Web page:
Loneliness affects 43% of seniors and those feelings of loneliness can increase the risk of mortality by 45%. Feeling lonely could be more harmful to your health than smoking 15 cigarettes a day or being obese.
With 28% of seniors living by themselves, it’s easy to see why lonely seniors are so prevalent. Once seniors retire, they lose those social interactions with coworkers, which adds to feeling lonely. The death of loved ones and friends can also leave seniors feeling lonely.
Loneliness can cause physical effects in seniors, including an increased risk of functional decline. Lonely seniors may face more health issues, including heart conditions and increased blood pressure.
Finding ways to make social connections can help combat loneliness and its side effects. Try some of these options.
1. Join Social Groups
Social activities give seniors a chance to interact with others while doing fun activities. Joining a social group gives you regularly scheduled events and meetings you can enjoy. Meeting with the same group regularly helps you build relationships and feel a stronger connection.
Senior centers often have various social options. That might include clubs for specific interests or regular coffee dates.
2. Volunteer in the Community
Volunteer opportunities help loneliness in the elderly in two ways. You get out into the community and interact with other people, and you help others who need it.
That act of helping out others can make seniors feel like they’ve made a positive impact. It can also encourage appreciation for what they have.
Volunteer opportunities can take place with a charity or community organization. You might help plan a community event or work at a charity event. Some people prefer to volunteer directly with those in need, such as mentoring kids or serving food at a soup kitchen.
Many assisted living or independent living communities offer volunteer opportunities to residents. If you live at home but have mobility issues, consider volunteer work you can do at home, such as knitting baby blankets for the NICU. You’re still making a positive impact, which can make you feel better.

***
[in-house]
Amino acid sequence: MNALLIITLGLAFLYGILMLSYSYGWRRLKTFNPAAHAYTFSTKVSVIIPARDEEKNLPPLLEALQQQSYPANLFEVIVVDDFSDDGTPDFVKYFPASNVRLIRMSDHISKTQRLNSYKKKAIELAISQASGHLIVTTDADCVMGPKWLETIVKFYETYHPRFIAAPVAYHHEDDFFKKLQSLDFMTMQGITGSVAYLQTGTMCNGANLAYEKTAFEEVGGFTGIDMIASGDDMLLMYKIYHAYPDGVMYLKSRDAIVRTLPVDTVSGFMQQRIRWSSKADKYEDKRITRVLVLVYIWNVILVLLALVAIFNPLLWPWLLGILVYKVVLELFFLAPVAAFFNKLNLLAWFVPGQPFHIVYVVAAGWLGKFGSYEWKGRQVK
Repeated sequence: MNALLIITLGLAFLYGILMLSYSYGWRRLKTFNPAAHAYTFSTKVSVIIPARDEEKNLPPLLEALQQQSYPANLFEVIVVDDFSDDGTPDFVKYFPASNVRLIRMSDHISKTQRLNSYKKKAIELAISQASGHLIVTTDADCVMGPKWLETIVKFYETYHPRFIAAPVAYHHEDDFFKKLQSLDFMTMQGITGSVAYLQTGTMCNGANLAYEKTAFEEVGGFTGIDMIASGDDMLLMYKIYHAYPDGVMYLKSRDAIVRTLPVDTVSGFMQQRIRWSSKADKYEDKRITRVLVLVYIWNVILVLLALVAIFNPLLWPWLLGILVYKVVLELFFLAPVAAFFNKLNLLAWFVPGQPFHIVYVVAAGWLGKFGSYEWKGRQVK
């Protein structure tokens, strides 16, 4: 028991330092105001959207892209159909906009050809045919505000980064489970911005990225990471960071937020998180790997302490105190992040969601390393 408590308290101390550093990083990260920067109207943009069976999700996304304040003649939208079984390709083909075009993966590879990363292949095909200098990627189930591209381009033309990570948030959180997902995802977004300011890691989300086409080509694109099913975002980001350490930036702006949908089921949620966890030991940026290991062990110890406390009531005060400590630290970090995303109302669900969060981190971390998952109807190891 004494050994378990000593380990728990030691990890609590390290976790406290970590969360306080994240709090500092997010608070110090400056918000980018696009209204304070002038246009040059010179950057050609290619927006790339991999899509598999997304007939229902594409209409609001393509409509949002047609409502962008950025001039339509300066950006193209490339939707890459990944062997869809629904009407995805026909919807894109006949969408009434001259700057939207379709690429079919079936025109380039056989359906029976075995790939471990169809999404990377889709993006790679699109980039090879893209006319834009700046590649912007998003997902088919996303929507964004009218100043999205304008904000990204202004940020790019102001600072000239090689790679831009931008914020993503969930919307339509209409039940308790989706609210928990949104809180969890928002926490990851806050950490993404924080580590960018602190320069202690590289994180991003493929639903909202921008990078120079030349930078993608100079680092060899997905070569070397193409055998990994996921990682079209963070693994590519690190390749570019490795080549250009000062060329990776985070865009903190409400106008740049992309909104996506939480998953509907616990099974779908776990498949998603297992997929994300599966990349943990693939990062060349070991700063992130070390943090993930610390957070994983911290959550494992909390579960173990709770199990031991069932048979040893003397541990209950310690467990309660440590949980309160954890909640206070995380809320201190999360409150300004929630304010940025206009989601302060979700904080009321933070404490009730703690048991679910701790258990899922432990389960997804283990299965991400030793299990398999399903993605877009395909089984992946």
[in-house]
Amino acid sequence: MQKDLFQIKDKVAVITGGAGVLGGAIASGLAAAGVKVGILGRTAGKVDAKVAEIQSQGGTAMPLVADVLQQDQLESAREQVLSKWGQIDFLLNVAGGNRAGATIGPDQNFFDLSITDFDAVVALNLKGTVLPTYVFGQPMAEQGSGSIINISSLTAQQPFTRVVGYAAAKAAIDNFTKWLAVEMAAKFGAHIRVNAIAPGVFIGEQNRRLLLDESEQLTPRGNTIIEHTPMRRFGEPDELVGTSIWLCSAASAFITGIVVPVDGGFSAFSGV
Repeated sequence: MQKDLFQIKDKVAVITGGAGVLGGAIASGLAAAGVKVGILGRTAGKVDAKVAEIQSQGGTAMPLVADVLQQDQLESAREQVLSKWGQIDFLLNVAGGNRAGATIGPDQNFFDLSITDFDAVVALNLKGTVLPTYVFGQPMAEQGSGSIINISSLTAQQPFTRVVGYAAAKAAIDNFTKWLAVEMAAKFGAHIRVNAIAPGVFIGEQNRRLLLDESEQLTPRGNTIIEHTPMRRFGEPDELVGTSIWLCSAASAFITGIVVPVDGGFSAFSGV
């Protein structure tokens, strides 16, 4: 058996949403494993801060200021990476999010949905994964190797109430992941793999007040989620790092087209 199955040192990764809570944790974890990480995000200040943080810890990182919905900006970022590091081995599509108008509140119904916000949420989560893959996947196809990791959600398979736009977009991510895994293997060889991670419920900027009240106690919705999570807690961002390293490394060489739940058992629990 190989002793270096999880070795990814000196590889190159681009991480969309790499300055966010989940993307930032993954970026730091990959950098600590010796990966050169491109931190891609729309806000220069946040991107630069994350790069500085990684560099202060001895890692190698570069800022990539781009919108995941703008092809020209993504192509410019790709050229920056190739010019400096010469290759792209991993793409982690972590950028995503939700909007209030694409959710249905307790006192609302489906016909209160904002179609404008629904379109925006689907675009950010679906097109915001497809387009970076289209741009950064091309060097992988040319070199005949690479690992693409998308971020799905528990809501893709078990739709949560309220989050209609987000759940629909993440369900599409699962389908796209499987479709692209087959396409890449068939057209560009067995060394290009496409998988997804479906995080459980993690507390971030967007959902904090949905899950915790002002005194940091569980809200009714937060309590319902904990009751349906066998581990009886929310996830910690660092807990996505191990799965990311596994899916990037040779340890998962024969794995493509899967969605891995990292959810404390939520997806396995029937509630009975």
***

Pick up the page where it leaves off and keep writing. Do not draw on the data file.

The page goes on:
3. Explore Interests
What hobbies and interests have you put off while raising your family or working fulltime? When you’re retired and on your own, you can spend more time testing out those interests.
Try dabbling in your hobby at home. Working on projects gives you a way to pass time and is enjoyable, which boosts your happiness.
You can also connect with others who share your interests. You might meet other people at the art store when you stock up on supplies. Or you might join a senior tennis club to connect with others who enjoy your love of the sport.
4. Try Animal Companionship
Adopting a pet means you always have another living creature around to cheer you up when you’re feeling lonely. It’s a constant companion you can always rely on to be there. Pets snuggle, play, and love you no matter what, which gives you that consistent feeling of being needed.
A pet can also give you a way to occupy your time. Taking your dog for a walk gets you out of the house, lets you interact with neighbors, and gives you exercise. Playing with or brushing your cat can bring you joy and take your mind off of loneliness.